It’s well-known that spending long periods in microgravity can adversely affect astronaut health and physiology. According to decades of research performed aboard the International Space Station (ISS), like NASA’s much-popularized Twins Study, these effects include the loss of muscle mass and bone density, as well as changes to cardiovascular health, eyesight, organ function, and gene expression. There’s even the possibility that astronauts will experience mood swings and psychological problems while in space or during recovery here on Earth.
According to a recent study by a team of Japanese researchers, one of the lesser-studied effects is how long periods spent in microgravity can damage the skeletal muscles that are important to maintaining our posture. This group of muscles – located mostly in our limbs, back, and neck – are rightly known as our “anti-gravity” muscles because they are load-bearing and allow us to stand upright and move against the force of gravity. This research and the countermeasures they propose could have significant implications for astronauts returning from long-term stays in space.
The research was led by Dr. Yoshinobu Ohira, a Professor of space medicine at Doshisha University’s Research Center for Space and Medical Sciences (RCSMC) in Kyoto, Japan. He was joined by fellow researchers with the RCSMC, the Organization for Research Initiatives and Development (ORID) at Doshisha University, the Kindai University Faculty of Medicine (Osaka), Matsumoto University (Nagano), and Toyohashi SOZO University (Aichi). The paper that describes their findings recently appeared in the journal Neuroscience & Biobehavioral Reviews.
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As they indicated in their study, the team reviewed the neuromuscular properties of the soleus and adductor longus muscles (and their respective dorsal ganglia) in astronauts who had spent extended periods in space. These muscles are located in the calf and inner thigh (respectively) and are responsible for load-bearing and helping us remain upright in normal gravity. When subjected to microgravity, these muscles are “unloaded” and have nothing to work against, leading to the gradual atrophy of their fibers and nerves.
Their study considered how the neuromuscular system’s morphological, functional, and metabolic properties respond to gravitational unloading in microgravity and lower gravity environments. This consisted of running human and rodent simulation models and examining how motoneuron signals between the skeletal muscle and central nervous system (afferent and efferent activity, respectively) regulated neuromuscular properties. Their research appeared in a special issue titled “Space Neurosciences” that commemorates the Moon Landing (NASA’s Apollo 11 mission).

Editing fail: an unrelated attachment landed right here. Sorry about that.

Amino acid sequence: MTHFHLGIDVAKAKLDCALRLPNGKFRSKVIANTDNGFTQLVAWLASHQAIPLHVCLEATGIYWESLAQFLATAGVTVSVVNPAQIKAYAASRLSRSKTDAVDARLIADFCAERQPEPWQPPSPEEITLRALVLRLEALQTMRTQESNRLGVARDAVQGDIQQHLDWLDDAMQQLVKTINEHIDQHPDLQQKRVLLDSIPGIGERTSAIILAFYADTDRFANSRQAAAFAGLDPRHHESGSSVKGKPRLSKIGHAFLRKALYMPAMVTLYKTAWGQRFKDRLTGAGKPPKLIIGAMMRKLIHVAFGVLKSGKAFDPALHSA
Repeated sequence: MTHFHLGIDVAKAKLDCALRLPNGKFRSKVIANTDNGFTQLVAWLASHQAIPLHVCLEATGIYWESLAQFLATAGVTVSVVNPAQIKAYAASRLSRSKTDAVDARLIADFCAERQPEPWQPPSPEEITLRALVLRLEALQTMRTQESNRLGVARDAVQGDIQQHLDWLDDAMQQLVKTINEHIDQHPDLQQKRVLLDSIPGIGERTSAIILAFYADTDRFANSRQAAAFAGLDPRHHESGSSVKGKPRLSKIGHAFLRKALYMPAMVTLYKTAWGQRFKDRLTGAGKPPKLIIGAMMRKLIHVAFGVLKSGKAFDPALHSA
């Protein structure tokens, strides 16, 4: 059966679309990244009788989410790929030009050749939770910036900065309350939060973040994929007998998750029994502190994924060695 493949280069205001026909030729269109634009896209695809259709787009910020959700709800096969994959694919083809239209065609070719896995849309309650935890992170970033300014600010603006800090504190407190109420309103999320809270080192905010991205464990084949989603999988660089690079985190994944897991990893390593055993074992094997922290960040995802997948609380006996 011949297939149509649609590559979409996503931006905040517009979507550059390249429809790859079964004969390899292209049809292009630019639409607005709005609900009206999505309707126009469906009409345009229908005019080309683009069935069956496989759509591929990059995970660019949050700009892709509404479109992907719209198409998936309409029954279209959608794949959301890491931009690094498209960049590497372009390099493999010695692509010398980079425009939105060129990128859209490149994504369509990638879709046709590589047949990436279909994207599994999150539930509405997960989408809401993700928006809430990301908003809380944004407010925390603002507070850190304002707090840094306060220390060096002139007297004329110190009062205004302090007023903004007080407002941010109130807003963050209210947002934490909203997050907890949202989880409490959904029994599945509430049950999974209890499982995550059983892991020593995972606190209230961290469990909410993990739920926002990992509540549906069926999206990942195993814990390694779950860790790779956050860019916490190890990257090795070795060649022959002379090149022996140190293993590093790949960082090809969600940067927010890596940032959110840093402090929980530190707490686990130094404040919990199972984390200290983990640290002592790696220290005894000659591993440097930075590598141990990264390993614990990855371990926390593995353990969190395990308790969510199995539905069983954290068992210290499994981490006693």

Their analysis confirmed that these signals play a key role in regulating muscle properties and brain activity. This consists of a decrease in the structural unit of muscles (sarcomeres), resulting in a decrease in their development, eventually leading to muscular atrophy – as seen in the soleus and the adductor longus muscles. Their results indicate that exposure to low-gravity environments affects the muscles and nerves, leading to the deterioration of motor control.
This is consistent with symptoms reported by astronauts upon returning to Earth, where they experienced difficulty walking despite regular exercise aboard the ISS – using treadmills, cycles, and resistance training. Their work also showed that additional challenges might arise when astronauts are exposed to microgravity for six months or more, such as they would be while in transit to Mars. In summary, their review indicates that existing countermeasures are inadequate when combatting the effects of gravitational unloading.
Luckily, their research also points the way toward some possible solutions. For starters, they recommend stimulating the soleus muscle during exercise, which can be done by running or walking slowly on a treadmill with a rear foot-strike landing. Adding bungee cords for added resistance and periodic passive stretching of the soleus muscle also appears to reduce the risk of atrophy. This research could play an important role in developing appropriate countermeasures for future long-duration space missions.
These include continued operations aboard the ISS, which were recently extended to January 2031 (according to NASA’s latest announcement). It will also come in handy as astronauts begin to conduct long-term missions to the Moon, which will entail the creation of lunar habitats – like Artemis Base Camp, the International Moon Village, and the Sino-Russian International Lunar Research Station (ILRS). Then there are the crewed missions that NASA and China plan to send to Mars in the next decade, which will involve 6 to 9-month transits.
Ensuring the long-term health of astronauts is part of a constellation of research that will help ensure the health and safety of astronauts as we venture farther from Earth. This research is especially important considering that someday (perhaps sooner other than later) civilians and potential settlers will follow. If humanity’s future does lie in space, every aspect of living and working beyond Earth must be taken into account, and potential solutions devised.